• Bold innovations related to DNNs
  • Studies of existing basic modules or units
  • The relationship between optimization and DNN architectures
  • Retrospective analysis of prior architectures in computer vision

For more information, please refer to the website: https://neuralarchitects.org/

About Momenta
Momenta, established in 2016, is building the “brains” for autonomous vehicles. Its deep-learning based software in perception, HD semantic mapping and data-driven path planning enables the realization of full autonomy. Momenta offers multi-level autonomous driving solutions as well as big data services.

Speakers:

Alan Yuille is a Bloomberg Distinguished Professor of Cognitive Science and Computer Science at Johns Hopkins University. His research has received a number of awards, including the Ralyeigh Reserach prize in 1979, the Marr prize in 2003 and the Helmholtz Test of Time Award in 2013.

Raquel Urtasun is Uber ATG Chief Scientist and the Head of Uber ATG Toronto. She was Program Chair of CVPR 2018, is an Editor of the International Journal in Computer Vision (IJCV) and has served as Area Chair of multiple machine learning and vision conferences (NIPS, UAI, ICML, ICLR, CVPR, ECCV).

Ross Girshick is a Research Scientist at Facebook AI Research (FAIR), working on computer vision and machine learning. He received the 2017 PAMI Young Researcher Award and is well known for developing the R-CNN (Region-based Convolution Neural Network) approach to object detection. In 2017, Ross also received the Marr Prize at ICCV for “Mask R-CNN”.

Shaoqing Ren is Director of Research and Development at Momenta. In 2015, he won both the ImageNet and COCO challenges. He is widely known for developing the Faster R-CNN object detector. His paper on Deep Residual Networks is the most cited paper in the top-100 publication venues in all areas in Google Scholar Metrics 2018.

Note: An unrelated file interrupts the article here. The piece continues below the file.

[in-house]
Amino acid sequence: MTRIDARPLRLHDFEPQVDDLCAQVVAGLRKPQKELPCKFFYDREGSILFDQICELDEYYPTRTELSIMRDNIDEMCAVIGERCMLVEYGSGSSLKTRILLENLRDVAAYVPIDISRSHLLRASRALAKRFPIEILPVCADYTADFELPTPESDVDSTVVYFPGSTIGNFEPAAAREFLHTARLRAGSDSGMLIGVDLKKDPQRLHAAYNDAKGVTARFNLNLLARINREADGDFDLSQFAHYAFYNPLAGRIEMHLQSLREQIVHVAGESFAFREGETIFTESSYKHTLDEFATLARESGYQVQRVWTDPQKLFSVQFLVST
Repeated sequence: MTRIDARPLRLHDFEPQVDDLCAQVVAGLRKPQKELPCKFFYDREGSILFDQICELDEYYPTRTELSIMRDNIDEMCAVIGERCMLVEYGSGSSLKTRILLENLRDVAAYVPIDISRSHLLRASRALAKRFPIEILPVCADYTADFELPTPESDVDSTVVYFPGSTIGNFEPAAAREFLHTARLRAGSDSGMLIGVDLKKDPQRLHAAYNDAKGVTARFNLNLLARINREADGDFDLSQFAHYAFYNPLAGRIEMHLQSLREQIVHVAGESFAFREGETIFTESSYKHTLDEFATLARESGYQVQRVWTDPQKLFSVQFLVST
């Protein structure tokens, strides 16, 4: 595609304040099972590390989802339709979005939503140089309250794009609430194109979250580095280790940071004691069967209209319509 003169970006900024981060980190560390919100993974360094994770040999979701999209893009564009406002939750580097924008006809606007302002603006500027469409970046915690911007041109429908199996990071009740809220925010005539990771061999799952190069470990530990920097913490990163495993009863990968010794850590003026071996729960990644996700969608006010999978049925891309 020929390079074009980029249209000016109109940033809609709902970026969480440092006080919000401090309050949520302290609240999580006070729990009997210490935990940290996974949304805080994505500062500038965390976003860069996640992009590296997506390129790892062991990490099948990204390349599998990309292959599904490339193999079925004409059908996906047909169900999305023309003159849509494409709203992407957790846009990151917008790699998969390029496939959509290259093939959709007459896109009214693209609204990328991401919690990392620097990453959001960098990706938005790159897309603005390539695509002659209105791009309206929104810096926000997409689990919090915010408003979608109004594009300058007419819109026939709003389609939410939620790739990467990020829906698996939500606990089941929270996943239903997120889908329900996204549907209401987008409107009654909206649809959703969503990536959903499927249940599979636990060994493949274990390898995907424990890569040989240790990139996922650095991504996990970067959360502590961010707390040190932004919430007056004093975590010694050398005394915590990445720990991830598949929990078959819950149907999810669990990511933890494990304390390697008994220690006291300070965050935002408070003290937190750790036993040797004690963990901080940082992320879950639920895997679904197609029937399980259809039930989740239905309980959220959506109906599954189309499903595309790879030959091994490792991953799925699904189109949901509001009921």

Barret Zoph is a Research Scientist with Google Brain. He is well-known for spearheading the field of Neural Architecture Search. Following his seminal paper on the topic, he has continued to push the state-of-the-art in Architecture Search with Reinforcement Learning on a range of machine perception tasks.

Sara Sabour is a Researcher with Google Brain. She is a renowned expert on the topic of capsules, authoring the foundational, widely-cited paper on these models in 2017.

Organizing Team:

Andrew Zisserman is Professor of Computer Vision Engineering at the University of Oxford.

Andrea Vedaldi is Associate Professor in Engineering Science at the University of Oxford.

Samuel Albanie is a Researcher in the Visual Geometry Group at the University of Oxford.

Li Shen was a Postdoctoral Researcher in the Visual Geometry Group and is Senior Researcher with Tencent AI Lab.

Jie Hu is a Researcher at Momenta and at the University of Chinese Academy of Sciences.

Barret Zoph is a Research Scientist with Google Brain.

0 comments on “Neural Architects: What Have We Learned and Where Are We Going?

Leave a Reply

Your email address will not be published.

%d bloggers like this: